But they also highlight promising efforts regarding young children, such as Alaska and Kentucky receiving federal Preschool Development Grant funds they plan to target toward increasing access to programs in rural areas.
The burden of transportation costs
The report also provides data on per-student funding in K-12 and the proportion of state funding going to districts in rural areas. While many states provide additional funding to rural districts because of the challenges they face with teacher recruitment and retention, for example, 12 states were identified in the report as providing less funding to rural districts. These include Nebraska, Vermont, Connecticut and Iowa.
With transportation costs being a significant expense for districts in remote regions, the authors also highlight how much states spend on instruction in rural areas compared to transporting students.
“This indicator is an important factor in the educational policy context because extraordinary transportation costs are a burden that shifts money away from programs and resources that directly impact student learning,” they write.
The findings range from as high as $25.89 on instruction for every dollar going toward getting students to school in Alaska to as low as about a $6-to-$1 ratio in New Mexico.
Installing WiFi on school buses is among the innovative solutions some districts are trying to better accommodate students who have long commutes. To address limited access to reliable internet service, some districts have also built their own cell towers and internet networks — not only to service their schools but also to make the signals available to students’ homes.
Working together as part of district collaboratives to share resources or provide professional development is another way many districts in rural areas are meeting the needs of students and teachers.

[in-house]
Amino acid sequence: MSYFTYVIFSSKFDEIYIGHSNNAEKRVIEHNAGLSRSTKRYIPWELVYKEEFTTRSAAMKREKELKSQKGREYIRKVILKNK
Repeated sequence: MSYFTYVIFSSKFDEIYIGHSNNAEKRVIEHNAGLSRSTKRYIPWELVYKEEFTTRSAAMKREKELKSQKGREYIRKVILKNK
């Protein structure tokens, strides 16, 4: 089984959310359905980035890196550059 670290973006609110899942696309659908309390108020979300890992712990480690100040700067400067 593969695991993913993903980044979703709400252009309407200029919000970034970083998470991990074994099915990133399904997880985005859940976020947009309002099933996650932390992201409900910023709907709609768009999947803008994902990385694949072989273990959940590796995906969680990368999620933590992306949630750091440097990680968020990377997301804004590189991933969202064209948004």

The 440-student Butte County School District #111 in Arco, Idaho, for example, collaborates with four other districts for career and technical education funding, but students still have to drive 65 miles to participate in CTE internships because there are not enough industry partners nearby, said Superintendent Joel Wilson.
The district also contracts with other districts for a speech and language pathologist and a school psychologist, and it uses general funds for an elementary counselor.
"Our biggest challenge is providing outside services for our students," Wilson said. "A majority of families moving into our community have children with special needs. Some of these needs are physical needs, some are developmental delays, some are social-emotional needs."
'Building a supportive culture'
Lower average salaries, when compared to those in metropolitan school districts or to what someone can earn working in another field, are a primary reason rural districts struggle to attract and keep highly qualified teachers, according to the report.
Some states, however, are receiving outside support for efforts to increase the supply of well-trained teachers and support personnel in rural areas. California, for example, has received two federal grants — $7 million for a teacher residency program in a San Joaquin Valley district and another $2.5 million to help hire school counselors, social workers and other mental health professionals in rural districts.
In Mississippi — where much of the state is rural — most objectives in the state board of education's strategic plan apply statewide. But there are also a few strategies targeting rural areas. These include expanding virtual learning opportunities, giving rural districts an opportunity to be part of the state's Innovation Lab Network, and participating in the Rural Teacher Recruitment and Retention Initiative — a project of the Southeast Comprehensive Center at the American Institutes for Research.
Because Idaho offers an alternative certification pathway, Wilson's district has some teachers with a bachelor's degree, but no credential. He says leaders will carefully vet these candidates and, if they are a "good fit," will use Title II funds to pay for their certification. The key to keeping them, he said, is forming "professional relationships."
"Because of our location and the importance of retaining staff, we have put a lot of effort into building a supportive culture," Wilson said. "I involve teachers and staff in decisions that affect them. The elementary counselor position was the result of teachers expressing the need for support."